Following his 1953 graduation from Sweetwater High School, Wade attended Texas Tech and Hardin Simmons University. He married Barbara Abbott on September 7, 1957. After his 1958-61 service in the US Army at Fort Lewis, WA, he served in the National Guard reserve at Sweetwater where he was Service Manager at Forester Chevrolet. He moved to Hurst, in 1968, where he was a forklift service mechanic until his retirement in May, 2001. He was a member of The Crusaders Class at First Baptist Church of Hurst. Wade served as a Leader for each of his sons' Boy Scout Troops, and was a frequent supporter of all sport or fine arts activity in which his children and grandchildren participated. He hauled many folding chairs, umbrellas & coolers to numerous swim meets and soccer, baseball, volleyball & football games, and rarely missed a band, choir or theater performance.

Survivors include his wife of 57 years, Barbara Forester; sons, Warren and wife Rae Ann Forester of Grand Prairie and Scott and wife Elizabeth Forester of Bedford, grandchildren: Aaron and wife Diana Forester of Hurst, Kayte Forester of San Marcos, Sarah Forester of Denton, and Ethan Forester of Austin; sister, Valentine Walkup of Henrietta; niece, Camille Denham & family of Wichita Falls.

The family asks that, in lieu of flowers, memorial contributions be made to: Relay for Life – Grand Prairie Metro Rotary team or Alzheimer’s Association, 2630 West Freeway, Suite 100 Fort Worth, TX 76102.


by John Beryl Witherspoon

Editor’s note: In last week’s posting of the Hard Times, John Beryl Witherspoon told of the time he and his boyhood friend Bood went to a Methodist revival, where both boys went up with others and confessed their sins. Afterwards, Bood, a Methodist, told John that they would both get “sprinkled” the following Sunday, and John said he wouldn’t go with him because he was a Baptist.  They then got into a fight in their Sunday clothes.  A neighbor broke up the fight, but in the process John’s pants got torn and his new shirt got dirty.  This concluding episode relates what happened next.

An outdoor baptism at Seale Creek, four miles southeast of Roscoe, in 1927.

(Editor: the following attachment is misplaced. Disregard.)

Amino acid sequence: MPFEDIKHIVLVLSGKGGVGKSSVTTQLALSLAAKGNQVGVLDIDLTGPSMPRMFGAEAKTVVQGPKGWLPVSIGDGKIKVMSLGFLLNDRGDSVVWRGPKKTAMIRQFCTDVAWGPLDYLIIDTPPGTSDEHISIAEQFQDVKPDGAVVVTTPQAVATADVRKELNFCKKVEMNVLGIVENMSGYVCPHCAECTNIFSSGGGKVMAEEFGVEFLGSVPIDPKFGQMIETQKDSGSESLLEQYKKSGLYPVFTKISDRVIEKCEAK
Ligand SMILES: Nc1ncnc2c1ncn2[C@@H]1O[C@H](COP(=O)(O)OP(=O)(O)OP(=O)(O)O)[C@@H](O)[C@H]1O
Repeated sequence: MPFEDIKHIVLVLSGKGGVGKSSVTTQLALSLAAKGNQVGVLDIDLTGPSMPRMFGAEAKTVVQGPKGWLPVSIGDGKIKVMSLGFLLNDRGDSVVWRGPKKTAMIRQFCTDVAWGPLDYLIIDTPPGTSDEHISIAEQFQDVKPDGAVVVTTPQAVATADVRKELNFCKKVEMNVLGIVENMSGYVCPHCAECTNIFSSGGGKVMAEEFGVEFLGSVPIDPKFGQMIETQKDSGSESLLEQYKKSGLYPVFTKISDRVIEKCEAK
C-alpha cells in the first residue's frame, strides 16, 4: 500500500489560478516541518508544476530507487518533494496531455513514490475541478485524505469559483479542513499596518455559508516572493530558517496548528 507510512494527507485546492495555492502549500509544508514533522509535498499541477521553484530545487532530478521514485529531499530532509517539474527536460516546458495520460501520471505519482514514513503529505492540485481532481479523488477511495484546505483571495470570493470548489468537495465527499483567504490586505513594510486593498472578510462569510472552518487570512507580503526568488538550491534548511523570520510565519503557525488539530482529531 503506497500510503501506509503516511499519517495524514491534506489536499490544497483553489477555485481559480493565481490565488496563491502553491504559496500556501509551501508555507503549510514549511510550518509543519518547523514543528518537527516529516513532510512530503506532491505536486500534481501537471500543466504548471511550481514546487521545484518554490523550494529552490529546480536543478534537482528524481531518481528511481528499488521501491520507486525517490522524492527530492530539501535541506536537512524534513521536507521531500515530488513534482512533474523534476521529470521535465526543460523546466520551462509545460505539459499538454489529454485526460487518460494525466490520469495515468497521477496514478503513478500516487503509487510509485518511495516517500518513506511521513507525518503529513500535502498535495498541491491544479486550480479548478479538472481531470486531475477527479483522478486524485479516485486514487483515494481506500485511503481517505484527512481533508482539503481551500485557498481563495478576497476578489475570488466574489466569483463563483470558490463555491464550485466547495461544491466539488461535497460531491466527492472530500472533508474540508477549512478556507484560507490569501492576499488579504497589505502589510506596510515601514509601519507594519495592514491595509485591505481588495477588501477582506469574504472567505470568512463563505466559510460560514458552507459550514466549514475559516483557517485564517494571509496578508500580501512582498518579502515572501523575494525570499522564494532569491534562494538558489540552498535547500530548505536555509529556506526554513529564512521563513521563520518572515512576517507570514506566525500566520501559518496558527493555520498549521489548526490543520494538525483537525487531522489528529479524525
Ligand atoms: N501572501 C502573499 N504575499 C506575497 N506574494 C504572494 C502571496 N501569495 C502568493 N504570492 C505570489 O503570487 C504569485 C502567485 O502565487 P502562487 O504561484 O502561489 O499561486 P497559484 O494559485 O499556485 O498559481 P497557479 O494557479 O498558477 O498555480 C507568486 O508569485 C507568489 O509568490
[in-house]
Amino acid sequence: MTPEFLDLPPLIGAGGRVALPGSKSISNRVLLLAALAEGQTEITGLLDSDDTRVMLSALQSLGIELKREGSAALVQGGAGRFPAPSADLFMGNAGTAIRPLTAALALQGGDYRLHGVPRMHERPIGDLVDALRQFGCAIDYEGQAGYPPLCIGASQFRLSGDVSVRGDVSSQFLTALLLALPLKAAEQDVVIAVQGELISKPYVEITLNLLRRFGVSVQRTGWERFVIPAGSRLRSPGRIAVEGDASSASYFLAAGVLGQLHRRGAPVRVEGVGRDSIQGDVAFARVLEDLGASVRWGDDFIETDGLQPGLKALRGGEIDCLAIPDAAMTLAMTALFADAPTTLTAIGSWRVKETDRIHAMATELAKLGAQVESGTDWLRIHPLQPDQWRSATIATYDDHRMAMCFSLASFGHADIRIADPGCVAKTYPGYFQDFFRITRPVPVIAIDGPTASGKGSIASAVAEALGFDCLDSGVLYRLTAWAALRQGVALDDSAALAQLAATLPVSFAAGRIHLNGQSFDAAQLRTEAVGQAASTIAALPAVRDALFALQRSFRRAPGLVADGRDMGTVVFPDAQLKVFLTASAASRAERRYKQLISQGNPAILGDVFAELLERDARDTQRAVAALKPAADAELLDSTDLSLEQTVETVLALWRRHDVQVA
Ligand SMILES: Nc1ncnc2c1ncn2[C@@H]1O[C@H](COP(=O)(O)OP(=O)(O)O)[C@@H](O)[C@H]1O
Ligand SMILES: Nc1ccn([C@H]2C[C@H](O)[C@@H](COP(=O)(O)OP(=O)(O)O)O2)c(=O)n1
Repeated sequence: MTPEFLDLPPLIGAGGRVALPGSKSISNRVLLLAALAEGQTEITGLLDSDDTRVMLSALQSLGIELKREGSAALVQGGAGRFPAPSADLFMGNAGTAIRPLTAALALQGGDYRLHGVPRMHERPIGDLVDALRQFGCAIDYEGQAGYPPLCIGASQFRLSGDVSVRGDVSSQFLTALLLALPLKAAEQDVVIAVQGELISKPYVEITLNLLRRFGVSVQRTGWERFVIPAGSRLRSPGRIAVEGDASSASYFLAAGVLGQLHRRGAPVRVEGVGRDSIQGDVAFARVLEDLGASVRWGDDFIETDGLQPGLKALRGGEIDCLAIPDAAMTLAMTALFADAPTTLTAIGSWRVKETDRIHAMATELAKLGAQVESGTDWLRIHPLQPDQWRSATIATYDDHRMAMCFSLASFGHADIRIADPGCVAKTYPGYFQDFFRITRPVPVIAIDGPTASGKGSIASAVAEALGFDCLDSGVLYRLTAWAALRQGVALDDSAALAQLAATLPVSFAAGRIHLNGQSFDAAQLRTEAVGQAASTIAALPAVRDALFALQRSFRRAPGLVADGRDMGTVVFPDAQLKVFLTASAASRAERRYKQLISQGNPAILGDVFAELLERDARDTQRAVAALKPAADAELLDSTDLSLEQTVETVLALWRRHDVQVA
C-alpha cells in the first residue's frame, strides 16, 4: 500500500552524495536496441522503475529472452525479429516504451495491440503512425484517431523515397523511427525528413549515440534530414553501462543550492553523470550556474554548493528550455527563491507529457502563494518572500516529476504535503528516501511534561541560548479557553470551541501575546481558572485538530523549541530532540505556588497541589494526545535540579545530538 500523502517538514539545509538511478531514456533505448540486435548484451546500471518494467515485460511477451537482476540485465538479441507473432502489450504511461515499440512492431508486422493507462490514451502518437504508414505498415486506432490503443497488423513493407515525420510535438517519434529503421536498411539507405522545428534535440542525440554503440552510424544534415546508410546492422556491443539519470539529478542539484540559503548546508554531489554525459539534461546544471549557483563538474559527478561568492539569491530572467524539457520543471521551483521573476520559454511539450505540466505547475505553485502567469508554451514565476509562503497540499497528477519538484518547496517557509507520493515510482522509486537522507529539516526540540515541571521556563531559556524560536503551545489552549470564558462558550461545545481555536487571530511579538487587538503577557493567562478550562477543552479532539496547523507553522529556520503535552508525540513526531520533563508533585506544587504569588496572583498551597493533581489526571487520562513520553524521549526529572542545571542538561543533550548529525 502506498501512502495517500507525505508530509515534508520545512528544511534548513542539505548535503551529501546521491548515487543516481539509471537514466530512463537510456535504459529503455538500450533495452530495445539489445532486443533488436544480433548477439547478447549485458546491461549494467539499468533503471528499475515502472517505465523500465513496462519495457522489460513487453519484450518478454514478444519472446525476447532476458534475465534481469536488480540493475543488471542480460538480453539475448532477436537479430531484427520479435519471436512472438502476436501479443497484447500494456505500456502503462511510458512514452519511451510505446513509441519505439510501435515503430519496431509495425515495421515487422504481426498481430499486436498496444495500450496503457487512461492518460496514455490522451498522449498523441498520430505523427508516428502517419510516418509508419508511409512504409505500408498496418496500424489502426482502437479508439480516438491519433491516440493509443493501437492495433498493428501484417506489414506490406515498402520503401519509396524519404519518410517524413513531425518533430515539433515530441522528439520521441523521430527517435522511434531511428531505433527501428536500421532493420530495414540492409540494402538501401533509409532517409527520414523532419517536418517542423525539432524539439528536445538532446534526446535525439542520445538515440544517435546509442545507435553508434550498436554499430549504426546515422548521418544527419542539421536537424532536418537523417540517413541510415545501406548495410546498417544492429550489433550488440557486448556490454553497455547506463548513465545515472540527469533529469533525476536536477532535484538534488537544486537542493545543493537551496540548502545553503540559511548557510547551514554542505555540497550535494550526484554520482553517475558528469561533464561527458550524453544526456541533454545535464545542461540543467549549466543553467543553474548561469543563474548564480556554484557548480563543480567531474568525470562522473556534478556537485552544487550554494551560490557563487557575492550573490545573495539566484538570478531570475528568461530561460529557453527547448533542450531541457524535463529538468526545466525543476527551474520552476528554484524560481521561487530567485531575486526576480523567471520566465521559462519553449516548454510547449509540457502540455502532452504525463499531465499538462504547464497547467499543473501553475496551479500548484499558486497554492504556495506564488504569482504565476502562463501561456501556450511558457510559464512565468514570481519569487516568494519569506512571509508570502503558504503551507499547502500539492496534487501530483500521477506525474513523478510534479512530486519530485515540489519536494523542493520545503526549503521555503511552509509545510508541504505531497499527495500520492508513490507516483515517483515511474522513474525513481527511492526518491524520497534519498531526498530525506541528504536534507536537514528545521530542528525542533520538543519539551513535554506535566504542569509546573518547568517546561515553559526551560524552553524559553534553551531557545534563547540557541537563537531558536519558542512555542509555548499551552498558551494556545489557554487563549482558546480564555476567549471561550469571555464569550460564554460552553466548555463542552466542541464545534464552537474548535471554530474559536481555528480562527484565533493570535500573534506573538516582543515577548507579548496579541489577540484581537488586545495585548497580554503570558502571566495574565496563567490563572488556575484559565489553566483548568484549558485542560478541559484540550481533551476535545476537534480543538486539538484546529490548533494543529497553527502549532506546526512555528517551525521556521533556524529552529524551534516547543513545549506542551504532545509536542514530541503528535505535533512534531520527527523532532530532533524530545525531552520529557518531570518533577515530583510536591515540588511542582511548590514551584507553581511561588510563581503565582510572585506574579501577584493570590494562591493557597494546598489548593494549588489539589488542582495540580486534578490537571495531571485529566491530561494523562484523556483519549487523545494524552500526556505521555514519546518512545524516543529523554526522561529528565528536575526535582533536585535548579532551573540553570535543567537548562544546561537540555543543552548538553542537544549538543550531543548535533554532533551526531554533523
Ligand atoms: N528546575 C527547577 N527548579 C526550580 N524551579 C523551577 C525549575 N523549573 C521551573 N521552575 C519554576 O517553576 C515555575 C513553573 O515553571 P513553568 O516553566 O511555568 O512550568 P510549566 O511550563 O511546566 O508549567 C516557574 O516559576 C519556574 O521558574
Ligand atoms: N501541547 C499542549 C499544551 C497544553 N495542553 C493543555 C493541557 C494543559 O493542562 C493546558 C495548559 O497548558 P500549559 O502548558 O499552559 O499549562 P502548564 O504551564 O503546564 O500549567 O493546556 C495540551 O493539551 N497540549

When Monday morning came, my mother milked Nanny, our cow, took care of the milk, made our breakfast, washed the dishes, cleaned the kitchen, and then called me in and said, “Now, what I told you at breakfast about what happened yesterday; everything is going to be just fine.  Today is wash-day, so I have to go change the linens on the beds and clean the bedrooms.  This is your responsibility, and I think you should follow it to a conclusion without any help from me.  I want you to take Nanny out to the vacant lot and stake her out so that she can have some green grass, and then I want you to go to the Post Office and wait for Brother Parks to come for his mail.  When he does, I want you to tell him exactly what happened yesterday as you told it to me.  But take your time.  When you have finished, I want you to come straight home so that you can help hand out clothes on the clothes line.”  All the time she was talking, I was nodding my head vigorously.

I staked out Nanny and then went directly to the Post Office.  As I passed in front of Mr. Haney’s furniture store, where he had a wind-up Victrola, it was playing “Beautiful Ohio,” and I would have given anything if I could stay there and listen to more, but I had to go to the Post Office.  When I got there, I looked inside but Brother Parks wasn’t in there.  I waited out in front watching people who came in to pick up their mail.

Then, suddenly I saw Bood coming to the Post Office to pick up their mail.  He stopped and glared at me and said, “What are you doing here?” and I said, “I came here to talk to Brother Parks when he comes to pick up his mail.”  He said, “Yes, and I know what he is going to say.  He is going to say, ‘Don’t come sniveling to me.  Just go up there to the Methodist Church and get sprinkled because that’s the church you joined.’ And I don’t blame him because that is what happened!”  Then he dashed through the door into the Post Office.  I felt devastated.  I didn’t want to call Brother Parks “Brother” because really he wasn’t my brother because I didn’t have any brothers, and besides it sounded too bold and disrespectful for someone as insignificant as me addressing a man of his stature in such a way.  Mrs. Parks always addressed him as Mister Parks when referring to him, and I liked that.